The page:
Paddy Davitt verdict: Relentless City operating on a different level
- Credit: Paul Chesterton/Focus Images Ltd
This has gone way beyond character and fighting spirit. Norwich City’s single-minded pursuit of the Premier League is seemingly an obsession.
No Championship rival, no level of injuries, not even sadly a growing number of positive coronavirus cases, appears capable of halting the inexorable march back to the top flight.
There is almost a maniacal focus to how Daniel Farke and his team continue to move forward and through rather than over obstacles placed in their path.
Be it the historical trend that suggested before a ball was even kicked this season relegated Premier League teams find it incredibly tough to bounce back immediately. Or the absences of key players like Tim Krul, and Teemu Pukki at Cardiff, who one felt would be critical to the success or failure of this mission.
Or even the current worrying situation, which forces them to confront the dangers of a pandemic on human health and the psychological torment on a tight-knit group.
One only had to listen to Farke explain how some of his players were still awaiting the outcome of test results hours before the trip to Wales to know, firstly and far more importantly, what that meant for them and their families and then potentially for Farke’s Cardiff planning, to realise these are unprecedented times.
The City chief expects to be missing players due to more positive tests for maybe the next eight to 10 weeks.
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Yet what unfolded again at Cardiff, in terms of quality and bloody minded doggedness, suggests they will cope. Not just cope but flourish.
Swansea remain in their slipstream, and for any who watched the smooth Swans at Carrow Road that must come as no huge surprise. But the rest of the chasing pack look in danger of receding into the distance if Norwich maintain their frenetic pace-setting for a few more weeks.
The record numbers scarcely tell the story. It is how City have raced to 50 points and who has helped them achieve that which makes it a compelling tale.
Should this path end in a swift return to the Premier League come May, the volume of personal chapters to digest will be vast.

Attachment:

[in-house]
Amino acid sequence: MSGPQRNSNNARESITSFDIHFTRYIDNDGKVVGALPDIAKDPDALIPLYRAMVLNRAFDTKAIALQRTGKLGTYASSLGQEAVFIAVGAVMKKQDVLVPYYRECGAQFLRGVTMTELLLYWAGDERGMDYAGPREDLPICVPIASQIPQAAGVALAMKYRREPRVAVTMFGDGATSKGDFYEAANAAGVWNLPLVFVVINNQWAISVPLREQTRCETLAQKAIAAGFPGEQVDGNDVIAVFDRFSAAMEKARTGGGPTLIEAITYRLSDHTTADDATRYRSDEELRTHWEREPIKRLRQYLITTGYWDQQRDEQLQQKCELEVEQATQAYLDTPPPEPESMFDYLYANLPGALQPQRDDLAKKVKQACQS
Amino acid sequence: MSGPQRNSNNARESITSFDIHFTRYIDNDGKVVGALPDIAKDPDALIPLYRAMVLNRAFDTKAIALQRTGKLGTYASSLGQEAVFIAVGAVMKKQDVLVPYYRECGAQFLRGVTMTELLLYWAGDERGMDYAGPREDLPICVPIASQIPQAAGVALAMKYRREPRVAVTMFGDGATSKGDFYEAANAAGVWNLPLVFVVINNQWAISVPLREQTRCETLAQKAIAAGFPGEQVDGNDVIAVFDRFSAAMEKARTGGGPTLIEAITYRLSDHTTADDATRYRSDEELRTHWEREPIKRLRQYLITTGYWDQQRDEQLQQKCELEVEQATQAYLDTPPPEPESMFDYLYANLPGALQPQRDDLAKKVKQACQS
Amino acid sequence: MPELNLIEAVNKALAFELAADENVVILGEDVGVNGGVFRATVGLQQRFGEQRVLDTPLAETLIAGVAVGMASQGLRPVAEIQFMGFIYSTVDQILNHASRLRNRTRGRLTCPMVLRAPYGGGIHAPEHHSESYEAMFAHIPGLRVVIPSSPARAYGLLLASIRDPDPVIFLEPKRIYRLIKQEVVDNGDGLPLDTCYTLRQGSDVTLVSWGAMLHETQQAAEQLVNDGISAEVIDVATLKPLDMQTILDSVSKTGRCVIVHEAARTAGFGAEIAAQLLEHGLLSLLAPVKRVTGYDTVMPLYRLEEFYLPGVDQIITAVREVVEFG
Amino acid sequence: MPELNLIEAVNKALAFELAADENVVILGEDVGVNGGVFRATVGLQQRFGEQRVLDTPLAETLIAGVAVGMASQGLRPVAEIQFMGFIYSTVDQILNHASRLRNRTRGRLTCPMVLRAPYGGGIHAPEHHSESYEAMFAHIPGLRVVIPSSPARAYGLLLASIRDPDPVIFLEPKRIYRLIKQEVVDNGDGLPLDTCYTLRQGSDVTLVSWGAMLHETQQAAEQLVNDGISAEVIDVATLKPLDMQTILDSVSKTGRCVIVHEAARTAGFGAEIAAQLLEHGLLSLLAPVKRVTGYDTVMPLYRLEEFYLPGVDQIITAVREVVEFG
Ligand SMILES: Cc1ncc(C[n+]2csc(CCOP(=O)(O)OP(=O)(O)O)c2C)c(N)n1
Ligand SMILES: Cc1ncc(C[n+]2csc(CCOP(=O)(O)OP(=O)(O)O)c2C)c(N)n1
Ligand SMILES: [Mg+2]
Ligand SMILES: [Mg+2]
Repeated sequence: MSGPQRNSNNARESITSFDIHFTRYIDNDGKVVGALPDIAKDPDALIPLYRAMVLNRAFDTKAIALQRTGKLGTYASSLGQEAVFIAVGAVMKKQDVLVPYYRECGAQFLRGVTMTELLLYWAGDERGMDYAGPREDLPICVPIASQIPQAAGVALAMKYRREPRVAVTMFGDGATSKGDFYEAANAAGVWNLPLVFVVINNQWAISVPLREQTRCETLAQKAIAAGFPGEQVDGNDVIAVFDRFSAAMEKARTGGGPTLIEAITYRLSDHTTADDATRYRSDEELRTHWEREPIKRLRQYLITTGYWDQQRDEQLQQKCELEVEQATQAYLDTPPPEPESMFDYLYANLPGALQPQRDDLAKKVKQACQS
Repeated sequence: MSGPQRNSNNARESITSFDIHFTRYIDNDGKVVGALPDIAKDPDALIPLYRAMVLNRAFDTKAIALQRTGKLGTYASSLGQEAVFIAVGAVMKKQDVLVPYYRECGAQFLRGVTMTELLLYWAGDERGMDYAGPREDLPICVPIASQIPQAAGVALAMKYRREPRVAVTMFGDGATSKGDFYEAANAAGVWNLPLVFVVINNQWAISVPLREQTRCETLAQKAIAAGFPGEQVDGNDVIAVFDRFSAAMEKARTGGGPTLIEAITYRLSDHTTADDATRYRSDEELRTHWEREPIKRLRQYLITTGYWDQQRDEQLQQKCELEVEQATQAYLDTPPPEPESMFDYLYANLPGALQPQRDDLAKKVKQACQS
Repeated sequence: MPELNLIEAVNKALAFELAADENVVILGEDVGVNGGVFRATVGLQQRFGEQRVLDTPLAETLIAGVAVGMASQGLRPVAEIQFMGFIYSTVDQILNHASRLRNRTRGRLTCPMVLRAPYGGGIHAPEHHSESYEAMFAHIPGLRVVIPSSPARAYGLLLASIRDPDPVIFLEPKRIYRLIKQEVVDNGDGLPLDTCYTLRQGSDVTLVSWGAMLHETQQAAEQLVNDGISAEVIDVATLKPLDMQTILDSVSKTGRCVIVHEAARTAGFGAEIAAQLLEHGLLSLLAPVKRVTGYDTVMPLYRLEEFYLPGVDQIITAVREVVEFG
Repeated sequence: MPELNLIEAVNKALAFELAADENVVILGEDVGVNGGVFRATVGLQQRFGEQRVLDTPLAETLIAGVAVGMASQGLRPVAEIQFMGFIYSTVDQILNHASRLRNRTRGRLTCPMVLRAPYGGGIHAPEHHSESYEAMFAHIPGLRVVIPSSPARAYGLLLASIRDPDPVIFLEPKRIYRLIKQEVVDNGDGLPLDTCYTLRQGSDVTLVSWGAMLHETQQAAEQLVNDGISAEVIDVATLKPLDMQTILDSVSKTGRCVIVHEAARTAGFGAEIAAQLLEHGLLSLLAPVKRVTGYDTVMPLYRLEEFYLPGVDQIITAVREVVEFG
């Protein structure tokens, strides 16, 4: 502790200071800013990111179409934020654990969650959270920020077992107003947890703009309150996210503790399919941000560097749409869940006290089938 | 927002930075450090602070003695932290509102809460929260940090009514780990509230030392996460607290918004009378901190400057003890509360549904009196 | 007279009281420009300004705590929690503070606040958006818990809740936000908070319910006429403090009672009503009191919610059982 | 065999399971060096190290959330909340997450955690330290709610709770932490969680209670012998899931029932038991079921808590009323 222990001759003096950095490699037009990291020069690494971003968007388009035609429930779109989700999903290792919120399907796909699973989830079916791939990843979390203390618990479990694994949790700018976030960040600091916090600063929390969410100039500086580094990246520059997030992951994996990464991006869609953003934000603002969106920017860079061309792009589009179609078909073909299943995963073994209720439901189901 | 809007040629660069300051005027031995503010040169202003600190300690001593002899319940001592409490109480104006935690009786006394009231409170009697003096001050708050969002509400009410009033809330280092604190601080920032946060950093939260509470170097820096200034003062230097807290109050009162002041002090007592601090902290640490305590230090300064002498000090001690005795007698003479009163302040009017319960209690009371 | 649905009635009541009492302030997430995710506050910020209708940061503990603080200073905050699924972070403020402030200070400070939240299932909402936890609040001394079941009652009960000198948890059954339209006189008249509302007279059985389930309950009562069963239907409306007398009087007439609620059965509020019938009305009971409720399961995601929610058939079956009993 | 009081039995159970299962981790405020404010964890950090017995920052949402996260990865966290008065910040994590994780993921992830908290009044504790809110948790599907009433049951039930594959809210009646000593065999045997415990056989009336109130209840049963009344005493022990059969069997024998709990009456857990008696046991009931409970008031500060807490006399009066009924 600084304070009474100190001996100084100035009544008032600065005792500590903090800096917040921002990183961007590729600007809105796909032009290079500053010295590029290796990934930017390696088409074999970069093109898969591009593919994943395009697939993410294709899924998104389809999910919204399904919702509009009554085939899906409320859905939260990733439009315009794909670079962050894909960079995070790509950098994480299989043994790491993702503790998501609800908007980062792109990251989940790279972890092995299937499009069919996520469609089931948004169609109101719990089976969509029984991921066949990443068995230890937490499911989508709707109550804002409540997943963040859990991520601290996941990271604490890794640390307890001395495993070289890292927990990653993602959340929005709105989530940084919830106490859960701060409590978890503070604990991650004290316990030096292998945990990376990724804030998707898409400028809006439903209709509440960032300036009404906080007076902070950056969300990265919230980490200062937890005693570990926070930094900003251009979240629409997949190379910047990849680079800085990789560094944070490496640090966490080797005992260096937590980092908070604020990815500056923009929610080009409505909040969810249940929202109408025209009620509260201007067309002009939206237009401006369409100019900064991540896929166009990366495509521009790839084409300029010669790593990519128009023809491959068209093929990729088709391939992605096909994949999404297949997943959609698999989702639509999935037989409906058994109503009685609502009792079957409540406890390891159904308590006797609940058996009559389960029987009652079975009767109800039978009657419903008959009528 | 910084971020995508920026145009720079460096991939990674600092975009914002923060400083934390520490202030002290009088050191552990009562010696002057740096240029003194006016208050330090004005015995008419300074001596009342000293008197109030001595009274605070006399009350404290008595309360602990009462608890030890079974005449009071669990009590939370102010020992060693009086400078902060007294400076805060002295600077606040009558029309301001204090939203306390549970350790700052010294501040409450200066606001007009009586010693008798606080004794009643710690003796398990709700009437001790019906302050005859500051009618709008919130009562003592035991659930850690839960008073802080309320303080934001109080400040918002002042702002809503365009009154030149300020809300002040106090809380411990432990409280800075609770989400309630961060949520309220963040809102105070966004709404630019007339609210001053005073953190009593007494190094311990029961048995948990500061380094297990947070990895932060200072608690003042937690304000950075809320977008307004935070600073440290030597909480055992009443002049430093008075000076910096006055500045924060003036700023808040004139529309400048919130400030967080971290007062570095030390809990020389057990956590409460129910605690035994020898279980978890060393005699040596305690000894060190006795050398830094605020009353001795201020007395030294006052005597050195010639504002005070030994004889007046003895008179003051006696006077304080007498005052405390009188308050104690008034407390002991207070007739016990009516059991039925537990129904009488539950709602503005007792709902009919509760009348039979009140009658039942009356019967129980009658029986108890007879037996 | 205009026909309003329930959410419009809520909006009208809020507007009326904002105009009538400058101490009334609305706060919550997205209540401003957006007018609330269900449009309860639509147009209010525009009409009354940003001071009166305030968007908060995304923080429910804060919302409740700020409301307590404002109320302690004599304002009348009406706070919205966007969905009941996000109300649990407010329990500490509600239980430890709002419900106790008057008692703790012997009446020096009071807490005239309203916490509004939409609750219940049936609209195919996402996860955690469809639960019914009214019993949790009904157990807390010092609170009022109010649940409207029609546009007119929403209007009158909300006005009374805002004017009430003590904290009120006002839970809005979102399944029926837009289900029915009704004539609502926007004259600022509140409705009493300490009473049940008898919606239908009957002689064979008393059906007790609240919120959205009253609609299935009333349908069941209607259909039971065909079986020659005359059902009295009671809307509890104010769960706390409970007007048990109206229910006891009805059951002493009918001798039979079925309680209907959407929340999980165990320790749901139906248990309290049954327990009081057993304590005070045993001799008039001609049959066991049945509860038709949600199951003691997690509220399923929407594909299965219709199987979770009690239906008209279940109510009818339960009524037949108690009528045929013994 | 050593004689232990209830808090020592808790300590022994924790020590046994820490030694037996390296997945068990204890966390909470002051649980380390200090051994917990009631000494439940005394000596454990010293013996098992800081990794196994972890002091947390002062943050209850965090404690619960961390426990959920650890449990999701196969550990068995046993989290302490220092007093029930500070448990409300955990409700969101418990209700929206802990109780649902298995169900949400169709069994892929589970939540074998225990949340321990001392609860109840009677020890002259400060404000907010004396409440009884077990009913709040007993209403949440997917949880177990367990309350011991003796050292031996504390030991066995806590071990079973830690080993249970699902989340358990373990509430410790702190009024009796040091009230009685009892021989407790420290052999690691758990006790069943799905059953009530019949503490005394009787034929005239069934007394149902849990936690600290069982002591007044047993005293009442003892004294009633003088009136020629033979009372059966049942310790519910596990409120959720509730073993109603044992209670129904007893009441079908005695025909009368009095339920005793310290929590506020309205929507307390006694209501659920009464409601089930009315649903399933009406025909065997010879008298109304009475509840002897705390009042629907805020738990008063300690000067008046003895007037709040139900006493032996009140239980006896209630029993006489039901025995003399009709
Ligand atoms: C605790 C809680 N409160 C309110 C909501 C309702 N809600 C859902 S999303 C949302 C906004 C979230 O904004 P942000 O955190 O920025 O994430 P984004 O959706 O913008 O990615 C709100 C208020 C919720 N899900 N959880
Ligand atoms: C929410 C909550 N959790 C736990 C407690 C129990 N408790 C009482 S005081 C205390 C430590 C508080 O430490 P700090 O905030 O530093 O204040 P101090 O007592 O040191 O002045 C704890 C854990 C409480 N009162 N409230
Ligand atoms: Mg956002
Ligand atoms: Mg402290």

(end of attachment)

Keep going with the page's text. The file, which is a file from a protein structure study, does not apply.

Jacob Sorensen’s transformation from a stop gap emergency measure at left back that night at Brentford to a man who, even when he returns to his more favoured central midfield station, will indelibly be remembered perhaps for his prolonged shift in defence.
There is the way Olly Skipp has blossomed from a raw, albeit highly rated Tottenham asset, to a rapidly maturing influence on City’s midfield. The experience and vocal presence of Ben Gibson alongside a Grant Hanley who cuts such a dominant figure now his fitness issues look behind him.
It is the consistency of Emi Buendia, the understated class of Max Aarons, Pukki back in the goals, Todd Cantwell back in the groove and in the last two weeks the composure of Daniel Barden.
It will be those stories and many more but above all it will be about the collective. For that is what has propelled Norwich to such a position of strength.
When Farke and sporting director Stuart Webber arrived in 2017 they talked in ephemeral terms of growing a culture, a philosophy, a set of core values to nourish and then guide the football club.
You can see that in the bricks and mortar of how Colney was transformed, or the astute work in the transfer market to repair the damage from previous regimes, and insulate the club now from the unforeseen loss of matchday revenue.
But in a much narrower sense you can see the philosophy on the pitch in how Norwich rise and keep rising in the face of adversity.
Krul comes out, Barden goes in. Pukki goes out, Hugill comes in. Lukas Rupp goes out, Kenny McLean comes in.
The names on the back of the shirt change but the manner City play, the understanding in and out of possession, the quality and the fight remain at a level which is proving too hot for the rest of the Championship.
If those promotion rivals are waiting for a prolonged downturn they may be disappointed.
Norwich will inevitably lose games, given the relentless nature of this division, but there is no trace of complacency or a sense the job is done.
It is for the rest to drag Norwich back to the pack. They are not stopping for anyone or anything.